Does your bioinformatics software pass the 'elevator test'?

The name of your bioinformatics software is important. A good name should be clear, unambiguous, pronouncable, memorable, and meaningful. Sadly many (most?) names of existing tools do not satisfy all of these criteria. Here is a simple thought experiment that you can use when trying to decide on a new name for your software; this is something which might help you avoid many common naming problems that can arise.

Imagine that you are in an elevator going from the 6th floor of a building to the ground floor. The elevator stops at the 5th floor and a visiting bioinformatics/genomics scholar steps in. He/she is someone that you admire and someone who you would really like to know about the latest software tool that you've been working on.

They press the button for the 2nd floor. You have maybe 30 seconds to introduce the tool and hopefully make them curious enough to check it out when they next get back to their computer. You say something like:

Hi. I'm a big fan of your work. I wanted to let you know that I've been working on a tool that you might be interested in…it's called 'X'

In this example, we will assume that you may never see this person again and that you don't know when they will have time to look up your software tool. It might be days, so the name has to be something that they will remember. The more meaningful and pronouncable the name, the more chance that it will be memorable.

Now, let's consider the names of some recently published bioinformatics tools…do these pass the elevator test? You should always consider how you might have to spell out the name of your software:

  • tmle.npvi — tee-em-el-ee-dot-en-pee-vee-aye
  • EW_dmGWAS — Ee-double-you-underscore-dee-em-gee-was
  • do_x3dna — dee-oh- (or do?) -underscore-ex-three-DNA
  • R3D-2-MSA — ar-three-dee-dash-two-dash-em-ess-ay 
  • Pse-in-One — pee-ess-ee- (or see?) -dash-in-dash-one
  • (PS)2 — open-parentheses-pee-ess-close-parentheses-superscript-two

In these examples you would probably choose to omit details of the dots, dashes, underscores, parentheses, and superscript characters that are part of the name. So you should ask yourself whether you really need to include them in the first place.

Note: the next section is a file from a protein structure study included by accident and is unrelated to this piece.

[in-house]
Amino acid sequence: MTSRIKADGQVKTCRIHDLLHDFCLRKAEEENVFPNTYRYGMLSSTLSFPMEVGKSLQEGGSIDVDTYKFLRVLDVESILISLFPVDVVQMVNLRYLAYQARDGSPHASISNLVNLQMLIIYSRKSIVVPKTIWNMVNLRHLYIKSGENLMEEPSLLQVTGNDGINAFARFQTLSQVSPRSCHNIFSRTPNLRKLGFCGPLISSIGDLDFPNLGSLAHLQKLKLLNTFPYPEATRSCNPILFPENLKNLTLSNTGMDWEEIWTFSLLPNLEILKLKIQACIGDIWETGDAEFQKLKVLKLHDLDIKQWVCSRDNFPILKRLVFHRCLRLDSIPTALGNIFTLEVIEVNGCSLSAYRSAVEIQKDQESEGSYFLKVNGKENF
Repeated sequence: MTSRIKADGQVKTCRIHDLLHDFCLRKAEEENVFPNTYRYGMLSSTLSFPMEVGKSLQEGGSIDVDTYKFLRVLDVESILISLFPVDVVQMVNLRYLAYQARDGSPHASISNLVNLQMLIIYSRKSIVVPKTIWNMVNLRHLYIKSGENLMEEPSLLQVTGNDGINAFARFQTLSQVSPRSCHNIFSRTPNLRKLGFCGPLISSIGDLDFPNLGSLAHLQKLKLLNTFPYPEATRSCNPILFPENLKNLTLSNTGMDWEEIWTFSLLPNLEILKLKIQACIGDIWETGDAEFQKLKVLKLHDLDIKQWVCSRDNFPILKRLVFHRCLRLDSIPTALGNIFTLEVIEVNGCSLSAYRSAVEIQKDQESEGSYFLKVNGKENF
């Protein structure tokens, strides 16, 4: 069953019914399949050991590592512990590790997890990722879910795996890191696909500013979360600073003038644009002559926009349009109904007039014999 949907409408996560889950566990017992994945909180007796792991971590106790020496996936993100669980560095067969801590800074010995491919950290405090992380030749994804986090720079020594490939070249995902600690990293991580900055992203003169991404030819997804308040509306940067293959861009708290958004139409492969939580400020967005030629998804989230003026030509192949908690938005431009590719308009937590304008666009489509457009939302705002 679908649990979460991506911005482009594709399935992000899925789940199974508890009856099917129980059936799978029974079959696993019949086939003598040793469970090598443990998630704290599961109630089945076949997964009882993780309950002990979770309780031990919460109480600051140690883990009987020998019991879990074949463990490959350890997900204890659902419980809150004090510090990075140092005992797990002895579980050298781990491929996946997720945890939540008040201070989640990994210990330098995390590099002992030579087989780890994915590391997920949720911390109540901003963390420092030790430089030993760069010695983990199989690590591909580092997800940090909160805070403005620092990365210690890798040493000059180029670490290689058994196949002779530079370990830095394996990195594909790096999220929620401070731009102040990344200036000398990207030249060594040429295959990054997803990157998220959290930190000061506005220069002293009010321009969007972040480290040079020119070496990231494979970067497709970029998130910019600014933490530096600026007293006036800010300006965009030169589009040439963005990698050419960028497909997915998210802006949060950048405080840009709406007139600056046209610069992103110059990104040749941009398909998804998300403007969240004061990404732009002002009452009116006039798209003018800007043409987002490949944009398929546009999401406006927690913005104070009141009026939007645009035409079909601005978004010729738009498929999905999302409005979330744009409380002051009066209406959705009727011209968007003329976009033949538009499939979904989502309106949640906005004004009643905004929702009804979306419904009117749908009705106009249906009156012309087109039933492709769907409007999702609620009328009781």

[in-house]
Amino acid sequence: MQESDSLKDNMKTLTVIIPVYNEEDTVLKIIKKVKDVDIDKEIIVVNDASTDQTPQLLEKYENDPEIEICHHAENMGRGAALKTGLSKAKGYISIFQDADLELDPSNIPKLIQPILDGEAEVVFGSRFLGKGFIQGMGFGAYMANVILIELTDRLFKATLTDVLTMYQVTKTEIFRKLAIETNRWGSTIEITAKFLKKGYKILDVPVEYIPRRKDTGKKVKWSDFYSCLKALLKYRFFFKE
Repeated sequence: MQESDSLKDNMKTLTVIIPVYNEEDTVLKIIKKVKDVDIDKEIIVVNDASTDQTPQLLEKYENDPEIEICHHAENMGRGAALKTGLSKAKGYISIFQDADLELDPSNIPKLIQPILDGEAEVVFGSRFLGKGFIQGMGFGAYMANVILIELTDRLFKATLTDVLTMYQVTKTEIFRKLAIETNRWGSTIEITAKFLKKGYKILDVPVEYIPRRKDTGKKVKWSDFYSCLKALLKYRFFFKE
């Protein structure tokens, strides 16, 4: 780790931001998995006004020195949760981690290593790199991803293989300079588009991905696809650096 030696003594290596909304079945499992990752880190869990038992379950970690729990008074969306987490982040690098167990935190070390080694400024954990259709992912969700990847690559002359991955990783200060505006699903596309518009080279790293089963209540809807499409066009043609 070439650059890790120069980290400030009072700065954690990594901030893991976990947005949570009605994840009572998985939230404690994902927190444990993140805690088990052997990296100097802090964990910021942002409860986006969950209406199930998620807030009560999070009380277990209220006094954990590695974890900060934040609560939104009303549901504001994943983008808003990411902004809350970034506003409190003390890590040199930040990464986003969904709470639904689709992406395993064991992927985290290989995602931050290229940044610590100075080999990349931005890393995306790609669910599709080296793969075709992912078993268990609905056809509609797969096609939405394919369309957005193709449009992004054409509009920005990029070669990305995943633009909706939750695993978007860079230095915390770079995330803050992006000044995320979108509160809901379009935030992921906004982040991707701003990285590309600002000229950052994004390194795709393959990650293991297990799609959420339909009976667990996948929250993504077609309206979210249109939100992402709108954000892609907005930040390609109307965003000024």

The bottom line is that it is not enough for the name of your sofware to be comprehensible when read from a screen or page…it should also sound good!

And the award for needless use of subscript in the name of a bioinformatics tool goes to…

The following paper can be found in the latest issue of Bioinformatics:

MoRFs are molecular recognition features, and the tool that the authors developed to identify them is called:

MoRFCHiBi

So the tool's name includes a subscripted version of 'CHiBi', a name which is taken from the shorthand name for the Center for High-Throughput Biology at the University of British Columbia (this is where the software was presumably developed). The website for MoRFCHiBi goes one step further by describing something called the MoRFChiBi,mc predictor. I'm glad that they felt that some italicized text was just the thing to complement the subscripted, mixed case name.

The subscript seems to serve no useful purpose and just makes the software name harder to read, particularly because it combines a lot of mixed capitalization. It also doesn't help that 'ChiBi' can be read as 'kai-bye' or 'chee-bee'. I'm curious whether the CHiBi be adding their name as a subscripted suffix to all of their software, or just this one?

More duplicate names for bioinformatics software: a tale of two HIPPIES

Thanks to Sara Gosline (@sargoshoe) for bringing this to my attention. Compare and contrast the following:

The former tool, published in 2012 in PLOS ONE, takes its name from 'Human Integrated Protein-Protein Interaction rEference' (it was doing so well until it reached the last letter). The latter tool ('High-throughput Identification Pipeline for Promoter Interacting Enhancer elements') was published in 2014 in the journal Bioinformatics.

Leaving aside the issue of whether these names are worthy of a JABBA award, the issue here is that we have yet another duplicate set of software names for two different bioinformatics tools. The authors of the 2nd paper could, and should, have checked for 'prior art'.

If you are planning to develop a new bioinformatics tool and have thought of a possible name, please take the time to do the following:

  1. Visit http://google.com (or your preferred web search engine of choice)
  2. In the search box type the proposed name of your tool followed by a space
  3. Then add the word 'bioinformatics'
  4. Click search
  5. That's it